13 September 2011
Many of you know I’m the submissions editor for BayCon’s nascent fiction market (gentle reminder: submissions close 9/15; currently, submissions are running 40% flash and 60% short stories). In a practical sense, that means I’ll be reading all the submissions, culling it down to a short list for each of the Flash and Short Story pieces. Because I’ll be reading all of them, I added minimum and maximum qualifications so that we wouldn’t need a staff of editors to make the first cut.
I’ve heard from three different people that, because we’re only publishing two stories this year, they don’t think the “chances” of getting in are good, so it’s not worth tying up a story. Now, I’m not criticizing where people want to submit (your writing career, your goals, after all), but I can say something about the “chances” aspect.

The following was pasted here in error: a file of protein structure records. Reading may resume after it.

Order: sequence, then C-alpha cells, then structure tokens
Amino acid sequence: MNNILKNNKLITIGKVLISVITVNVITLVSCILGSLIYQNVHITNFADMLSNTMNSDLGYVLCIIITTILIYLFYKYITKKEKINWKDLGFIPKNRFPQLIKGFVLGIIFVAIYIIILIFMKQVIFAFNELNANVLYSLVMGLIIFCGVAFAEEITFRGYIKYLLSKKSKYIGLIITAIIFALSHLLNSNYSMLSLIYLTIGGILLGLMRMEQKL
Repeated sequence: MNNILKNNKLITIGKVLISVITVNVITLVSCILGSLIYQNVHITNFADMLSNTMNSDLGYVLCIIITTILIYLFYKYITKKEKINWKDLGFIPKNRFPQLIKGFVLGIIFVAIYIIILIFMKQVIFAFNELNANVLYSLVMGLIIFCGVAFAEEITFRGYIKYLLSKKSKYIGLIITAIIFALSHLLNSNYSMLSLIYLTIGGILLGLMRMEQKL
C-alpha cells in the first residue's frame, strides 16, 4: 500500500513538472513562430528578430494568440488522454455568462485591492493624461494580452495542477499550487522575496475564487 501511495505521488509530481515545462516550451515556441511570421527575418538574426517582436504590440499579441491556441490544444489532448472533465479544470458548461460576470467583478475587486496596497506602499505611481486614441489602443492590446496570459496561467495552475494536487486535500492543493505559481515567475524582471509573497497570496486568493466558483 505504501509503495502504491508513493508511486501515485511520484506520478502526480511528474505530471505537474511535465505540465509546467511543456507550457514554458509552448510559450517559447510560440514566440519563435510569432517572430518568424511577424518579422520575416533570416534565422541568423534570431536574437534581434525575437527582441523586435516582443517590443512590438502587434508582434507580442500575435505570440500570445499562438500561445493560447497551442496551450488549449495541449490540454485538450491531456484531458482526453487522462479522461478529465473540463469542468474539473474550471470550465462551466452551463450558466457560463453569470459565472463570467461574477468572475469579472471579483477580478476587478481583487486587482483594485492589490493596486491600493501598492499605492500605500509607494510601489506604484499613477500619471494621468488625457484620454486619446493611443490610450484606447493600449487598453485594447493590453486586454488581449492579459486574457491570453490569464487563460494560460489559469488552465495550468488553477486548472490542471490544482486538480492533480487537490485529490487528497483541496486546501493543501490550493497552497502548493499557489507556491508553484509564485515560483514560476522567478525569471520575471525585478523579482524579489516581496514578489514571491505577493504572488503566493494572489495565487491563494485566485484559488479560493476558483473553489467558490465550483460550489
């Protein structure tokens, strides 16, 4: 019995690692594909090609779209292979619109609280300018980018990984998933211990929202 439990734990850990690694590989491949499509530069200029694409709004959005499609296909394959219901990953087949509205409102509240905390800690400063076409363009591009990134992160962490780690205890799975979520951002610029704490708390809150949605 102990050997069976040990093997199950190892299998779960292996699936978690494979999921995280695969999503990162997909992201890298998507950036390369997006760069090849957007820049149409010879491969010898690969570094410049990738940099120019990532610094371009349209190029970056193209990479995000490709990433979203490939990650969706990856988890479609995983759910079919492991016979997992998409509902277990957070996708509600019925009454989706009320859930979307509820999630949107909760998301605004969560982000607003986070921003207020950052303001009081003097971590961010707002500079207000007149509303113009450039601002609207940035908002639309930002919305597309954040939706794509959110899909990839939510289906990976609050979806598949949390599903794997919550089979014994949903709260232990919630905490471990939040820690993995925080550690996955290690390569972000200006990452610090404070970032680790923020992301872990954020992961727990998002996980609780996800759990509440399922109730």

Like acting, success in publishing is showing up at the right place at the right time with the right presentation on the right project. There are no “odds” except that the person seeing your work happens to give it the best read possible, and the number of times you submit a piece increases the likelihood it’ll find its way onto the right desk at the right time. Frankly, you don’t know what the “right” timing is because you don’t have the experience of the flow of submissions from the other side of the desk.
We’ve all heard stories about how many times J. K. Rowling was turned down, and I’ve seen the ream of rejections some friends have accumulated. Then there’s the flip side: some things sell first time out. “A Sword Called Rhonda” did. It also sold the second. That doesn’t mean I’m especially clever, truly it doesn’t. It just means I had the right piece at the right time for the right market. I’ve accumulated my fair share of rejections.
If there are 100 submissions, that 101st submission doesn’t affect the likelihood your story will get accepted unless your story was already borderline. If it’s superb, it’ll still be superb. If it needs work, it’ll still need work.
Anyhow, it’s not a lottery, and it’s not a game of chance. In this case, a good story could get you between $50 and $200.